4) Formatting for Kindle Editions. Amazon has made it pretty easy to get your book into the Kindle Store. Their program is called Kindle Direct. Publishing through Kindle Direct is free. Amazon will take a percentage of all sales. Go to the link and register. Then read the simple step-by-step instructions for formatting and publishing. It will lead you through a few formatting requirements, all of which can be done using Microsoft Word. These include: paragraph formatting, line spacing, preparing a title and copyright page, table of contents, and adding addition materials like author bios and blurbs. Then they show you how to convert your word file to a html file using your own MS Word program.
5) Enter title and product details. After you have formatted the book on your computer, you need to go back to the Kindle Direct Page and enter author and title information along with some descriptive catalogue copy and some other copyright details. You will also have to confirm that you control the rights to the book and are not infringing on anyone else’s copyright. (If you try to publish a digital edition of Twilight to help get you through the economic downturn, you might run into trouble.)
5) Upload and Convert. The next step is to take your html file still on your computer and upload it using Amazon’s simple instructions. You will also upload the jpg of your cover art. Doing this is a lot like uploading photographs on Facebook. You can then preview your book on a viewer on the Kindle Direct page that will make the text look identical to what you will see on the Kindle Reader. If there are formatting problems or other errors, you can correct them at this point.
6) Pricing. Amazon then directs you to a pricing page where you can determine how you want the book priced. It’s your choice. You can give it away for free or price it at $1000 and see if anyone buys it. (They won’t). I priced Face-Time at $2.99. I see a lot of books on sale at that price point. It’s low enough to avoid issues of price resistance. Typically the amount that Erik will receive on each sale is going to be 70% of the price.
7) Publishing. Hit the button and you are now a published author. It will probably take 12 hours before your book will have its own page on Amazon.
9) Formatting and Publishing in the EPUB format using Smashwords.com. A lot of authors and agents are going to Smashwords.com to publish on platforms other than Kindle. The nice thing about Smashwords is that you only have to format and upload once and they will make sure that the book is available for sale at all the other important venues (Apple, Sony, Nook, Kobo, Android). I won’t go into all the details of publishing on Smashwords. The process is very similar to the steps used for Kindle. Like Kindle, you need to set up an account with Smashwords. Then follow the step-by-step instructions for formatting your .doc file. If you have the edited word file that you used for Kindle, you will need to make a few formatting changes. But you should be able to upload it to Smashwords in about an hour. And as with Kindle, publishing on Smashwords is free and the royalties are 70-80%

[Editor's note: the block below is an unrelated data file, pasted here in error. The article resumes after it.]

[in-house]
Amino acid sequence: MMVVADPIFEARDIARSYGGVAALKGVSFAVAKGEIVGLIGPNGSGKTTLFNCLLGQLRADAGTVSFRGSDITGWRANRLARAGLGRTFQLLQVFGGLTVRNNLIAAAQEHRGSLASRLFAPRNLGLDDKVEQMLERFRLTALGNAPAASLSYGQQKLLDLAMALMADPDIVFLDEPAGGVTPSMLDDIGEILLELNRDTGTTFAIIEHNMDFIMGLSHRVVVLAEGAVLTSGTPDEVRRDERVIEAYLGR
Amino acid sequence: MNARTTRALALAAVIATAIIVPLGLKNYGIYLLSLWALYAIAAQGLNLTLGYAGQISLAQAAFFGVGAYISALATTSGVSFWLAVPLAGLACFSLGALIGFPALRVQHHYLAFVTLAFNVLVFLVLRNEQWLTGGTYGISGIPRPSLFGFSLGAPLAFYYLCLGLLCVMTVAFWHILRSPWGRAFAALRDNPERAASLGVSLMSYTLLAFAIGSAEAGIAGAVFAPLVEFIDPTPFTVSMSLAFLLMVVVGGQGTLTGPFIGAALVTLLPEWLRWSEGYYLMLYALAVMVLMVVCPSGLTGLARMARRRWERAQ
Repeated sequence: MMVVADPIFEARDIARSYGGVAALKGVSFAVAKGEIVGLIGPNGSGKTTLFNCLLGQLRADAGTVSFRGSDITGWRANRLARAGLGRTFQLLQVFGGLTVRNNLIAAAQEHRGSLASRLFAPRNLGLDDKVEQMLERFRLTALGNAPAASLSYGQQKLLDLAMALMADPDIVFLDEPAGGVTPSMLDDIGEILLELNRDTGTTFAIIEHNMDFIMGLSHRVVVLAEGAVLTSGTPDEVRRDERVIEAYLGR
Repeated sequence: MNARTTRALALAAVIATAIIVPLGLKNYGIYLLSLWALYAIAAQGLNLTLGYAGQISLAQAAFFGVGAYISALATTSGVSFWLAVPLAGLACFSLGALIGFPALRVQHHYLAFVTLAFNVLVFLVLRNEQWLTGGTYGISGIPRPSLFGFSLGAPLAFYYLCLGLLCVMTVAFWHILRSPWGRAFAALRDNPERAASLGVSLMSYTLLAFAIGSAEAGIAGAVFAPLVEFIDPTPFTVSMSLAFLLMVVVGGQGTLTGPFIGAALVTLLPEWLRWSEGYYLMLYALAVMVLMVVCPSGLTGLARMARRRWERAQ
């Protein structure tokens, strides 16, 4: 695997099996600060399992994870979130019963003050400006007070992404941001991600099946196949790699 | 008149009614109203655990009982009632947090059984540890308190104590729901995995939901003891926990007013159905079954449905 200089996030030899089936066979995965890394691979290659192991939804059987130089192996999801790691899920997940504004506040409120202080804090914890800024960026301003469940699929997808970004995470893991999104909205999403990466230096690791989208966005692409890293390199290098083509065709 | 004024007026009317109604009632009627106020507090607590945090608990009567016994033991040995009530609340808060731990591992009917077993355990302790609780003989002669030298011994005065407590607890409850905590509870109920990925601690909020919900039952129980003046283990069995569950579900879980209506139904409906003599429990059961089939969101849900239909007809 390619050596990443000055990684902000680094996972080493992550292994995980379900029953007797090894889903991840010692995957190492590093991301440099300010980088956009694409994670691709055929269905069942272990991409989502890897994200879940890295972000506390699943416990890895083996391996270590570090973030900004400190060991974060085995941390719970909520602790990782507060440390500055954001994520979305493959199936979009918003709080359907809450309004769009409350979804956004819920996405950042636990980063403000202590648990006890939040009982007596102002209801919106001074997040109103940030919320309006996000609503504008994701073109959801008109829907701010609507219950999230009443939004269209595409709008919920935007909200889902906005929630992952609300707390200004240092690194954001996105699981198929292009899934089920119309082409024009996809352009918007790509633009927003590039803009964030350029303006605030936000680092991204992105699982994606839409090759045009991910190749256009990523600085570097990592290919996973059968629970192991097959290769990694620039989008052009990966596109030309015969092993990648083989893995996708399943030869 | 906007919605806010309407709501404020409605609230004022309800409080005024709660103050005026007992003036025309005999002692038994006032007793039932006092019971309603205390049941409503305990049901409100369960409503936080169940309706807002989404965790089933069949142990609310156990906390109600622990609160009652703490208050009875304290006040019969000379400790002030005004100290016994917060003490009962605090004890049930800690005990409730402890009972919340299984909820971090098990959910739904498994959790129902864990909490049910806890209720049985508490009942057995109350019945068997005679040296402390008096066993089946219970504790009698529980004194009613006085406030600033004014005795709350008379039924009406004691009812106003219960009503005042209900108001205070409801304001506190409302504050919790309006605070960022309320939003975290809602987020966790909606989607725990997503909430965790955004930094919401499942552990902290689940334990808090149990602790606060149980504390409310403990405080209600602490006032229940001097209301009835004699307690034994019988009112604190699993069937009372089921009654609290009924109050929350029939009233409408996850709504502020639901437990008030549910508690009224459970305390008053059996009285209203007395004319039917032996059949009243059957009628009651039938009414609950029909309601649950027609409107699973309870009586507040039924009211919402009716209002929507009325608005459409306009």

10) Wait for the big bucks to start rolling in. Both Amazon and Smashwords have very user friendly systems for sales reporting and payment of royalties. You can check these out on their websites.
The hardest part of all of this is the writing. And if you look at most of the self-published books that are available, the quality is (how shall I say this politely?) spotty. But if you have a manuscript, regardless of the quality, it’s easy, cheap and fast to get it published. Of course no one’s going to read it if they don’t know it exists. And you probably aren’t going to get review attention for a self-published book, and you aren’t going to get an e-book into the bookstores. Since you’re the publisher, it’s your job to do the marketing. Good luck.